After the reunion's success, the project team expanded their focus to include people connected to East Campus from other areas of Western, including alumni, faculty, and staff from the College of Business, School of Art, University Libraries and other departments. The College of Business was initially housed in North Hall on East Campus before moving to the West (or Main) Campus. Students and faculty artists used East Hall for studio and gallery space from the 1990s through 2010. East Hall also housed the University Archives and Regional History collections until the Zhang Legacy Collections Center opened in 2013.

Cassie Kotrch at a podium

Kotrch unveiled the East Campus oral histories at a reception with the Friends of Historic East Campus on June 8.

These stories include many rich details about campus life, including interactions with past Western presidents Dwight B. Waldo, Paul V. Sangren and James W. Miller, student perspectives on the Vietnam War, and even art installations in East Hall basement closets.  

"You really get this just full picture of Western as a whole throughout the years going all the way back to the beginning of Western," Kotrch says. "And then you also see these strings of traditions that have stayed, and some that have changed."

One of the more humorous traditions between generations: parking challenges.

"As soon as parking in cars were on campus, there are complaints about parking," she says. "And when you talk to students today, it's the same thing."

Kotrch discovered another common theme in all the interviews—people’s experiences at Western changed their lives, helped them develop life-long relationships, and created deep care and fondness for Western.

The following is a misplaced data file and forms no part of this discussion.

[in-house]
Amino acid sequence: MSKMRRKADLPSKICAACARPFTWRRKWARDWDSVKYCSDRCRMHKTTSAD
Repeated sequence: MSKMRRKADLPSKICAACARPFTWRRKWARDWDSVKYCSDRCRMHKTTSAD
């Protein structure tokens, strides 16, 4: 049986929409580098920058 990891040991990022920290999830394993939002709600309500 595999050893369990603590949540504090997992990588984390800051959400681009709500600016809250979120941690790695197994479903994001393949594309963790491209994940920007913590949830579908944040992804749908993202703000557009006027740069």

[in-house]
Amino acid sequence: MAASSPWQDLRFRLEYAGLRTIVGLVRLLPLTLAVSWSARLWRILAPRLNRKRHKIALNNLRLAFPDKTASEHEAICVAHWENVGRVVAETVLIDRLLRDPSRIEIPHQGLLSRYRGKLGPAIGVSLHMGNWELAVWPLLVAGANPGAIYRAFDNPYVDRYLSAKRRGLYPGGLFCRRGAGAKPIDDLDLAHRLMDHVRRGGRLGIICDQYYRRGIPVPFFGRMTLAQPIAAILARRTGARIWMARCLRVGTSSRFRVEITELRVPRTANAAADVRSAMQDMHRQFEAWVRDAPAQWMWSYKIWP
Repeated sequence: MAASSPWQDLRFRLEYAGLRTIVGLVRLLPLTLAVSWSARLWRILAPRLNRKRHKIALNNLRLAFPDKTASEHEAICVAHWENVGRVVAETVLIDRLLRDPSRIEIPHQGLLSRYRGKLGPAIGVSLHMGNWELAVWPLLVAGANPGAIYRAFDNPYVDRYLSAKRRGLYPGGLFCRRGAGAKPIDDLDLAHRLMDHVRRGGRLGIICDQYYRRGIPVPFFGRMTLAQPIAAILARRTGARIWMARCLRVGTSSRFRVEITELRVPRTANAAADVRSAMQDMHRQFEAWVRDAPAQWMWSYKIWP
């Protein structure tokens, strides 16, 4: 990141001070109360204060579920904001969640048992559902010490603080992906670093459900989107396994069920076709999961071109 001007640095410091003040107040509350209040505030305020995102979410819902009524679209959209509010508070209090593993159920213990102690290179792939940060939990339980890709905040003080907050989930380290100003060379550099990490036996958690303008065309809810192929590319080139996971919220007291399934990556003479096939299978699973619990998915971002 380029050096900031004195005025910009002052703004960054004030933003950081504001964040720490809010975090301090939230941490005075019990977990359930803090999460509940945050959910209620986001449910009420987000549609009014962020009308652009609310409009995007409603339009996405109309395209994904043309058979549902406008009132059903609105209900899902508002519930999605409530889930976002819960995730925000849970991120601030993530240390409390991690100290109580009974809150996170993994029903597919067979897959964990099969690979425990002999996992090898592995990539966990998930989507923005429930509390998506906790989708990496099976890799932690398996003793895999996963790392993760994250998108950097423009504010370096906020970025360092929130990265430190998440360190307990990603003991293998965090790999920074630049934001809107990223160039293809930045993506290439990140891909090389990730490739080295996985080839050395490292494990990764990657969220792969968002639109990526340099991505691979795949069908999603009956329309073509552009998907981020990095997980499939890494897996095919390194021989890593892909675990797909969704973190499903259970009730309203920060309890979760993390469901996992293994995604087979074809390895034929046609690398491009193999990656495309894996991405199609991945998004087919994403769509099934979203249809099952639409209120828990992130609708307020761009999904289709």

"I had the pleasure of meeting so many people and being able to hear their life story and how Western was a huge part of that life story and how they changed the trajectory of their lives," she says.

Following the interviews, Kotrch edited and prepared the transcripts for the online archive for the project. All 59 interview transcripts will be available online in Scholarworks, Western's institutional repository, by the end of June. The recordings will also be housed in the WMU Archives at the Zhang Legacy Collections Center. The initial online collection was unveiled at a reception hosted by FOHEC and University Advancement on June 8

Winchell notes that adding primary sources enhances the existing collections. The East Campus oral history collection may enhance future research in several disciplines.

"One of the things that I think is always true with archives is sometimes you don't always know exactly how things you're going to be used. Or an approach that somebody sees for something down the road. You can't always anticipate every potential use for a resource. But this will be there," he says.

"It is my first project that could also be used for future research purposes and is still available to the public," adds Kotrch.

Kotrch graduated in December 2022, and she will complete her work on the oral history project in June before she moves on to study creative producing at DePaul University in Los Angeles. Her experience working on this project has made a lasting impact on her professional trajectory.

"It really impacted me in what I want to go on to do," she says. "The type of stories that I want to tell. (To) really to focus any future projects that I will work on, on the people that it's about and the people that are involved. To meet and talk to people that were there and have stories that happened in buildings that we only have pictures of now was really an awesome experience. It was an opportunity of a lifetime."